It is worthwhile to note the crowd to whom Jesus spoke that day on the plain. There were people from: “Judea and Jerusalem and the coastal region of Tyre and Sidon.” (Lu. 6:17). Jesus was addressing Jews and Gentiles, devout Hebrews, and undoubtedly souls of weaker or even other faiths if the demographics are understood. He was making it clear our social or spiritual status, no matter how important or prominent was not important. What was important was the heart for God and each other.

Every day we are called by the Holy Spirit to choose between blessing and woe. This is often most understood regarding ourselves and that is valid. We are called to discern between actions and words, places and even people that influence our lives. Are our choices empowering and bringing God’s blessings of His peace, hope, mercy, forgiveness and love. Are we growing richer in the blessings of heaven even if our worldly struggles exist or grow? In the most basic and clear way, are we choosing Christ, to grow in His will and closer in His Presence?

As we grow in blessing, as we grow in Christ we will learn that these blessings and woes will be shared with others. Do my words, actions and focus bring God and God’s blessings more intimately into the lives of others? Or do they result in wounds, doubts, fear, and cause others to distance themselves from God’s people and God? Again, as always the context of Scripture is essential to see. Jesus was facing the doubt-filled ignorance and hate of the Pharisees and scribes growing in their challenges against Christ. Yes, they were very religious. They knew the Scriptures, rules, and traditions of their religion but they knew not God when He stood before them. Instead of using their faith to grow closer and bring others closer to God, they focused instead on using their spiritual knowledge as hammers and wedges dividing, wounding, and assaulting the faith of others. The premise of might makes right fueled the abuses of persecution, spiritual hunger, hate, and sorrow. While their ultimate woes may not be recognized their inevitability was made clear by Jesus.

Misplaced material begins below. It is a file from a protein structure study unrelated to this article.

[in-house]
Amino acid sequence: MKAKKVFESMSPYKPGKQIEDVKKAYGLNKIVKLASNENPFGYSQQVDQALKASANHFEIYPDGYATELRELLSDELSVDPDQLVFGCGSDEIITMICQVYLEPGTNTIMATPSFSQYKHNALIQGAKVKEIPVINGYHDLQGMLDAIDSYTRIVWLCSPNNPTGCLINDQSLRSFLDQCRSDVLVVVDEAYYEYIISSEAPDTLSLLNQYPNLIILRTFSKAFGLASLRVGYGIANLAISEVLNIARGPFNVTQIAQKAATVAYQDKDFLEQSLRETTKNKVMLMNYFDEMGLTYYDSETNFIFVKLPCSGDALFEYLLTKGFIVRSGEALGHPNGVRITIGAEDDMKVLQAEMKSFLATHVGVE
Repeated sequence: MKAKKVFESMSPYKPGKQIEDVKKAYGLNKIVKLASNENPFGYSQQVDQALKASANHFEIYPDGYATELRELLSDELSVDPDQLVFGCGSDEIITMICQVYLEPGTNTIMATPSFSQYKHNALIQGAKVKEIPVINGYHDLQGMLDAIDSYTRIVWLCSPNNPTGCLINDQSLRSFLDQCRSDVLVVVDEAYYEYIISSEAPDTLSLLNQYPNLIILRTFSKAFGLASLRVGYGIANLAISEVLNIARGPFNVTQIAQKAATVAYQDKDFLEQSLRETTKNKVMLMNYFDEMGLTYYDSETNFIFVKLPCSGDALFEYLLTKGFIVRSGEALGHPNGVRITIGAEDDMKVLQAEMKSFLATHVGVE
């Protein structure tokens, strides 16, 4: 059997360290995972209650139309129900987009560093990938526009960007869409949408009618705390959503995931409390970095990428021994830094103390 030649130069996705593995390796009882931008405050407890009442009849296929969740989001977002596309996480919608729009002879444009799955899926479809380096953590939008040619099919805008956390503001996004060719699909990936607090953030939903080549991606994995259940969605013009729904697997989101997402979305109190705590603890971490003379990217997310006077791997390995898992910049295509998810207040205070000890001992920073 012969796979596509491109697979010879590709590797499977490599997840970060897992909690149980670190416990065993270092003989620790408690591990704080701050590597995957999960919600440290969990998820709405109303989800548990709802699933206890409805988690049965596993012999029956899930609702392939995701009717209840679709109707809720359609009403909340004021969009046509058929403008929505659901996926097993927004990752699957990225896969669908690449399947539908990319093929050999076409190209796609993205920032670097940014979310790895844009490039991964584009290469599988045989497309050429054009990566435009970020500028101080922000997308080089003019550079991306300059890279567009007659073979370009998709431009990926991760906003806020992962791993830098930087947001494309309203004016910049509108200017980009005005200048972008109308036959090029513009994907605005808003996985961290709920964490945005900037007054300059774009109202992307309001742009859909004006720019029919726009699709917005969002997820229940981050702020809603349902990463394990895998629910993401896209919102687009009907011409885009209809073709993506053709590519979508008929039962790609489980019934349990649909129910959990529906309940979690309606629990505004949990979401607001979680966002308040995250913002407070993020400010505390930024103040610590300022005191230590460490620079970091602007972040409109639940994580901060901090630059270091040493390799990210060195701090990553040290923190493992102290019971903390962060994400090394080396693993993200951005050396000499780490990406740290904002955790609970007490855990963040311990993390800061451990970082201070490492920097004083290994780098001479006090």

Blessing or Woe? These are choices we must make in our daily and ongoing journey for God and His Kingdom. We realize we each have made woe-filled choices. What is our Hope? We see it in the first image, the cross of Christ where we leave our failings, woes, and sinful decisions to God’s mercy and forgiveness. What of our sorrows, wounds, and hopes for God’s blessings? We find the, again, at His cross, in His Presence. And we especially grow in God’s Real Presence in the Holy Spirit, The Word of God, and the Eucharist. May the place of greatest blessing, the cross of our Lord Jesus Christ help us to grow as a people sharing those blessings and freeing this world from the many woes which we may face.

We adore you O Christ and we bless you for by your holy cross you have redeemed the world.”

Jesus on the cross by Simon Bisley